Turning Secrets - Brenda Chapman

Favourite thing # 9: when you’re wrapped up in a book you can’t put down but you’re afraid to read the next page. Love that. And it pretty much sums up how I spent the last quarter of the latest instalment in the Stonechild & Rouleau series.


It all begins with the death of Nadia Armstrong. When her body is found at a construction site, it appears to be suicide. But Kala Stonechild from the KIngston PD has one of those niggly feelings she’s learned to trust. She & colleague Paul Gundersund begin to dig into the young woman’s life, unaware they’re lifting the lid off a huge can of worms *.


( * my apologies to worms everywhere….you’re lovely little things compared to some of the bottom feeders in this story)


It seems Nadia had a few secrets. And she’s not alone. Kala’s niece Dawn has struck up a relationship with Fisher, her long absent father.  She knows how her aunt feels about the ex-con so she keeps it to herself, unaware that Fisher has secrets too.


But the gold medal for keeping shtum has to go to Vanessa, one of Dawn’s school mates. Her private life is truly the stuff of nightmares & unfortunately, it’s only a matter of time before Dawn will be dragged into the whole mess.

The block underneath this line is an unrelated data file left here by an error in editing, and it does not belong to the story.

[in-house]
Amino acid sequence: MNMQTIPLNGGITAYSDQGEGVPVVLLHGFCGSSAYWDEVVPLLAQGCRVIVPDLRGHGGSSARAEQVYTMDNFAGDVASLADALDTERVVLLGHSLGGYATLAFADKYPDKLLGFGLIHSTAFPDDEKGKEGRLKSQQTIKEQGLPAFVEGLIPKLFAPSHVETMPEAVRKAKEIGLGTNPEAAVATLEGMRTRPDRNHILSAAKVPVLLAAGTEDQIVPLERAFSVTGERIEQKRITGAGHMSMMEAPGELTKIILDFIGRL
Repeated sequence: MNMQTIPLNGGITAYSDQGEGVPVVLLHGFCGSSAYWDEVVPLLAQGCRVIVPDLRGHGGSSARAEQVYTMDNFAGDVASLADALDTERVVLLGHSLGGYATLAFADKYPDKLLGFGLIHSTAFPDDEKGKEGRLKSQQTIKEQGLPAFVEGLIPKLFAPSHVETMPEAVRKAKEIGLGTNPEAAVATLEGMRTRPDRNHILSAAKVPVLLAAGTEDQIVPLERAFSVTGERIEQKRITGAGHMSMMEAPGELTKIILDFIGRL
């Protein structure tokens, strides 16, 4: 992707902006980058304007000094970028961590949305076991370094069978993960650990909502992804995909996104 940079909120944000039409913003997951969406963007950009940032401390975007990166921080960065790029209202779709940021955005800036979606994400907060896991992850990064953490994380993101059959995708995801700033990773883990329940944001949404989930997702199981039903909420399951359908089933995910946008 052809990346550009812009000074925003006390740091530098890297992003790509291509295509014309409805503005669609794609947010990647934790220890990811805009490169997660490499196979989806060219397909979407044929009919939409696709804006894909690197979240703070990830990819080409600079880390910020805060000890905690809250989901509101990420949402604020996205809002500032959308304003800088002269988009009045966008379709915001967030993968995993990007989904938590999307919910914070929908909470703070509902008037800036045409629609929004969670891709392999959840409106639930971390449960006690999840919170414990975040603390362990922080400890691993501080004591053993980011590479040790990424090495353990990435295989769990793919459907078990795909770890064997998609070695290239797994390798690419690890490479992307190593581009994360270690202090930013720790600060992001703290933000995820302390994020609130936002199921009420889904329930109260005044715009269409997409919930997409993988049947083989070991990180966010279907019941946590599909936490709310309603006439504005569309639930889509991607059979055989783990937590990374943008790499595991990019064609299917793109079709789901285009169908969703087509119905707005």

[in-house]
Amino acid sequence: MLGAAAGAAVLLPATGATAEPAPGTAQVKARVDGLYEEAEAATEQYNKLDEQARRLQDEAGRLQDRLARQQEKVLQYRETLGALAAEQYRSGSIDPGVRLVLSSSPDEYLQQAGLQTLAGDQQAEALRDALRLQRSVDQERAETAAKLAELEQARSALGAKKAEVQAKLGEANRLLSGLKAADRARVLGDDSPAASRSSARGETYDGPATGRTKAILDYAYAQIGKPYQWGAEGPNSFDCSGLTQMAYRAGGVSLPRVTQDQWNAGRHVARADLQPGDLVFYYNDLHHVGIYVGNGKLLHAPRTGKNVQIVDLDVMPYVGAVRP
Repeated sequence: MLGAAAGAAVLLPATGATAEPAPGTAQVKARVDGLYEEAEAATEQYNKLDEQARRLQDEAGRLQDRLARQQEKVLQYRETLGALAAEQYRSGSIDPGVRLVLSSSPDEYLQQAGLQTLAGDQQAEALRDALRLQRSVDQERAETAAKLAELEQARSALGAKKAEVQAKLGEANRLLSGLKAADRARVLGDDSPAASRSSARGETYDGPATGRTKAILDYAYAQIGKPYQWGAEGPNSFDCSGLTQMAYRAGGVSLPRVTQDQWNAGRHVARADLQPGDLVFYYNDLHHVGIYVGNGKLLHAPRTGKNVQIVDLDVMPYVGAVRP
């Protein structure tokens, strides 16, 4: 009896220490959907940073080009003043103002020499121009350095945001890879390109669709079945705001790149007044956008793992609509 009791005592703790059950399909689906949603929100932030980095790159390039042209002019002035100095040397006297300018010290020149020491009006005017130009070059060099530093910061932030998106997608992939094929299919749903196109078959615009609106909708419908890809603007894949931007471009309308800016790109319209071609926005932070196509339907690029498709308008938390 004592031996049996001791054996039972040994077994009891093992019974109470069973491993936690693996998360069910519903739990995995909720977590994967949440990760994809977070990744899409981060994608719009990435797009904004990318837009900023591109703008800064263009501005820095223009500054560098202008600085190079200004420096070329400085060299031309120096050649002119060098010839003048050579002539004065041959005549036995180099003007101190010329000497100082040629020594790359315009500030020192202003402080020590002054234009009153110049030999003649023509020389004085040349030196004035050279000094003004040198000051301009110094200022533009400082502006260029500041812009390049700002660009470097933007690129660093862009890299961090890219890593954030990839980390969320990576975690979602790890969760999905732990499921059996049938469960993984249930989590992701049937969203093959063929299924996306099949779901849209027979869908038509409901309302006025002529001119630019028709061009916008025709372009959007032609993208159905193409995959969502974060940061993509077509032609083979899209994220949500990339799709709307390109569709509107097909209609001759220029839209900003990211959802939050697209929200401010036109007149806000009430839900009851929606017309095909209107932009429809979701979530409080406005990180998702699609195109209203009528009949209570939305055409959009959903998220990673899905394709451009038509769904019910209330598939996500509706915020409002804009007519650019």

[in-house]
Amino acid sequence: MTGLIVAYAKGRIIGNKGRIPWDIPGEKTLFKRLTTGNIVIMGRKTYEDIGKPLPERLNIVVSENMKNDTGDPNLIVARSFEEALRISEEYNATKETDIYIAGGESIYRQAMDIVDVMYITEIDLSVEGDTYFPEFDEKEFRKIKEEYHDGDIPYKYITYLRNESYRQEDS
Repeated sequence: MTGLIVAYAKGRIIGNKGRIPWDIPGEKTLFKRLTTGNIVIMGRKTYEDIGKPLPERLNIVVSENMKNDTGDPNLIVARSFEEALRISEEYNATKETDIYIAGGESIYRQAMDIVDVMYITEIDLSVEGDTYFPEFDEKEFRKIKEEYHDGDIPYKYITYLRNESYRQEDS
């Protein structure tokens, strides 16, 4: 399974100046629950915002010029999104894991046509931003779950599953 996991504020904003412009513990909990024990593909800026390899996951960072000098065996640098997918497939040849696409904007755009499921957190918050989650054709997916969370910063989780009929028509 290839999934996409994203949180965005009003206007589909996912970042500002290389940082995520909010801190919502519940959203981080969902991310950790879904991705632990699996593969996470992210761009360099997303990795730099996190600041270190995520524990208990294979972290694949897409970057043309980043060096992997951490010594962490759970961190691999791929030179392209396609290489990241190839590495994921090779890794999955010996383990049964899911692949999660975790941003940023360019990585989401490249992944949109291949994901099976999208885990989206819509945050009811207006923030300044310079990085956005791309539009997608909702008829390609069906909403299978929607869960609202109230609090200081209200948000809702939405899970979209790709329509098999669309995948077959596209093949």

Add in some internal strife at the police station & you’ve got a great, twisty read full of intrigue & suspense. Faithful fans in particular are in for a few surprises as there are some shifts in relationships among the returning cast. These characters have been so well developed over the course of the series that they’ve become “real” people. So it was no surprise I still cheered on my favourites while booing those I’ve come to loathe (side-eyes Fiona). But I was caught off guard by events surrounding 2 of the regular characters. Seems I may have to rethink one & say good-bye to another.


Some crimes have motives as old as time & shine a light on societal views & biases. Others are more topical, fueled by current issues surrounding social media. It can be a wonderful tool but sadly it can also be used to manipulate the vulnerable & one of the story lines feels all too real.


The author does a great job of keeping all the plot lines moving which results in a pacy read that holds your attention. Along the way there are some sly red herrings in the form of suitably creepy candidates for ”bad guy”. By the end, it’s clear there are some changes in store for Jacques, Kala & their colleagues down at that station. Can’t wait for book #7.